From sushi and ramen noodles to manga comics and pop music, Japan is promoting products it deems cool through a state-backed fund led by a former Carlyle Group LP manager.
Cool Japan Fund Inc., which was formed last week with 57.5 billion yen ($560 million), is considering buying television channels and investing in retail property abroad to showcase the nation’s cuisine, fashion and animation, Chief Investment Officer Koichiro Yoshizaki said in an interview on Nov. 28.
Mizuho Financial Group Inc., Lixil Group Corp. and Dentsu Inc. are among 15 Japanese companies that invested 7.5 billion yen in the fund. The remaining 50 billion yen is from the government, as Prime Minister Shinzo Abe tries to nurture growth of the nation’s creative industries by expanding them abroad as the domestic market shrinks.
“Unlike typical private-equity firms seeking returns over a short period, we’re going to invest in companies over the long term in the areas of food, fashion and media content,” said Yoshizaki, 47. “We’ll aggressively search for investment targets.”
The fund is seeking TV channels in markets including the U.S. to broadcast Japanese drama shows, cartoons and movies, said Yoshizaki, who previously worked at Carlyle’s Tokyo office, where he oversaw investments in small and midsized companies in Asia. It may invest in projects to build Japan-oriented shopping streets in regions including Southeast Asia, he said.
Cool Japan aims to almost double assets to 100 billion yen in two years, with both government and private contributions, said Yoshizaki. It plans to triple investment staff to 30 by the end of March and make its first deal in the first half of 2014, he said.
Cool Japan doesn’t have specific targets for its investment returns, Yoshizaki said. Investors including banks and companies from various industries can benefit by obtaining business in countries and areas where the money will be invested, he said.
Abe plans to triple overseas sales of Japanese broadcast content by 2018 from the current 6.3 billion yen, according to the government’s economic growth strategy released in June.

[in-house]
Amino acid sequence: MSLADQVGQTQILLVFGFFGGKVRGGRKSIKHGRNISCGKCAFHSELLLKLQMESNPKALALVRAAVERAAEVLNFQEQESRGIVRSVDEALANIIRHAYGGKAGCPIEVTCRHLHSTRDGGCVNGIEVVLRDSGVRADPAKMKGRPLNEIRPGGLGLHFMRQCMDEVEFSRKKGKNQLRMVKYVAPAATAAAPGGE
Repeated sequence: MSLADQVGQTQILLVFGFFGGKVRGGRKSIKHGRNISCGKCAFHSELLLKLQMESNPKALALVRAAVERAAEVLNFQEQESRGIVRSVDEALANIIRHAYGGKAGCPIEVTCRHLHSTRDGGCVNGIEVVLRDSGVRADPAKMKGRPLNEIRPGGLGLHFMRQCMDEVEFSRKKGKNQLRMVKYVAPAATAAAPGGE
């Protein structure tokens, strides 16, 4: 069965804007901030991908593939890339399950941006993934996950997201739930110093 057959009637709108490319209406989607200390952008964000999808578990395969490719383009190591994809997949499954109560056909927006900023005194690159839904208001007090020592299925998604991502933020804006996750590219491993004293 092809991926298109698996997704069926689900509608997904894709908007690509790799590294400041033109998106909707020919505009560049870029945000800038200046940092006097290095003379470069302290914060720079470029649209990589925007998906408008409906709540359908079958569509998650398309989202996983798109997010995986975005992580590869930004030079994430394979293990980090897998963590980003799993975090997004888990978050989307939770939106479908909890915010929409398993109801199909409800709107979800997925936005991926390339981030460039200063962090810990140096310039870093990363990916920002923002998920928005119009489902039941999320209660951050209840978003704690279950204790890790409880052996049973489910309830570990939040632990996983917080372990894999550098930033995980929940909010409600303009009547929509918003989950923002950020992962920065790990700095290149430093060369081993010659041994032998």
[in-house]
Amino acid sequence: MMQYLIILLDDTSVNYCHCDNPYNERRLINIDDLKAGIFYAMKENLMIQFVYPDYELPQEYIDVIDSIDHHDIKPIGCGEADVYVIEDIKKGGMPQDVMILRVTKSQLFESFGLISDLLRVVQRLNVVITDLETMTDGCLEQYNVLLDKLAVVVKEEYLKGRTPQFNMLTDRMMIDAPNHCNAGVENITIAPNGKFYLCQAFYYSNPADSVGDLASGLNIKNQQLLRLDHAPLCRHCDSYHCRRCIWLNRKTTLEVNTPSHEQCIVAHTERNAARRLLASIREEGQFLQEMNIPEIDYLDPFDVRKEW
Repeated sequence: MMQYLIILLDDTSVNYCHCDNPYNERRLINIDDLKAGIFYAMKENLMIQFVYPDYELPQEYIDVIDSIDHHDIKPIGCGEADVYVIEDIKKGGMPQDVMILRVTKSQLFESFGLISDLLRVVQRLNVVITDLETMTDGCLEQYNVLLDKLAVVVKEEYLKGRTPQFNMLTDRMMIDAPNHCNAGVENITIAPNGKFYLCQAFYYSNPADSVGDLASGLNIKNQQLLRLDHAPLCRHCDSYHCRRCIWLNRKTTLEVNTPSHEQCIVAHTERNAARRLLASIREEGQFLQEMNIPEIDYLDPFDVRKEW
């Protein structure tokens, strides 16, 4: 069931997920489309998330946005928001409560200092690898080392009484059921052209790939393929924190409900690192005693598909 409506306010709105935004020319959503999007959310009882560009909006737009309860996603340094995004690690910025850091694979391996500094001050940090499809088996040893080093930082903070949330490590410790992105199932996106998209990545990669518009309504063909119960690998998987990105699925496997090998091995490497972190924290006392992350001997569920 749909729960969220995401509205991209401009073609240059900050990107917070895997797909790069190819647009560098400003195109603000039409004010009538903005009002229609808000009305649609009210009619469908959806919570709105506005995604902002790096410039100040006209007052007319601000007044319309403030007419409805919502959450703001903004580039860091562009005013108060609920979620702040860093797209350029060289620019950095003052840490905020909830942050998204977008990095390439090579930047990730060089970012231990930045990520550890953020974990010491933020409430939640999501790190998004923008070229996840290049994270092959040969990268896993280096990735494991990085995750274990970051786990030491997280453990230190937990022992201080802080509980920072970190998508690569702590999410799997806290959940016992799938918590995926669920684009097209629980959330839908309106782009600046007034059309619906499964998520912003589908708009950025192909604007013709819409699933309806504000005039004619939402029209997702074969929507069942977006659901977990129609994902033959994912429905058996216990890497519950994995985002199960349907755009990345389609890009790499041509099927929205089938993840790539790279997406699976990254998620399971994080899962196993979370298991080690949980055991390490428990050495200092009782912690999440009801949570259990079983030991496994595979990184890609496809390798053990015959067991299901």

The fund will seek to promote Japanese foods, including “washoku,” a traditional cuisine that is poised to be added to the United Nations Educational, Scientific and Cultural Organization’s intangible cultural heritage list. A Unesco panel made the recommendation following an application by the Japanese government, the country’s Agency for Cultural Affairs said in a statement on Oct. 22.
“Fancy washoku cuisine is becoming more popular in big cities like New York and Paris, and Japanese-style fast food is also attracting people around the world,” Yoshizaki said.
Cool Japan isn’t the only public-private fund aimed at combating the country’s aging and shrinking population by tapping demand from abroad. The government formed Innovation Network Corp. of Japan, known as INCJ, in July 2009 to invest in companies developing technologies that would help the nation’s industries compete with global peers.
INCJ has 280 billion yen of funds from the government and companies, and has the capacity to invest as much as 2 trillion yen, according to materials on its website. Its Chief Operating Officer Haruyasu Asakura worked at Carlyle with Yoshizaki.
Investments by INCJ include a 150 billion yen deal with local partners in 2012 to buy Renesas Electronics Corp., an ailing Japanese chipmaker, and a 2011 purchase of a stake in Peach Aviation Ltd., a low-fare carrier. INCJ doesn’t provide returns on its investment.
“What’s surprising is that Japan has so many cool things,” Economy Minister Akira Amari said at Cool Japan’s opening reception in Tokyo on Nov. 25. “What’s even more surprising is the country doesn’t acknowledge enough that it has such coolness that attracts people abroad.”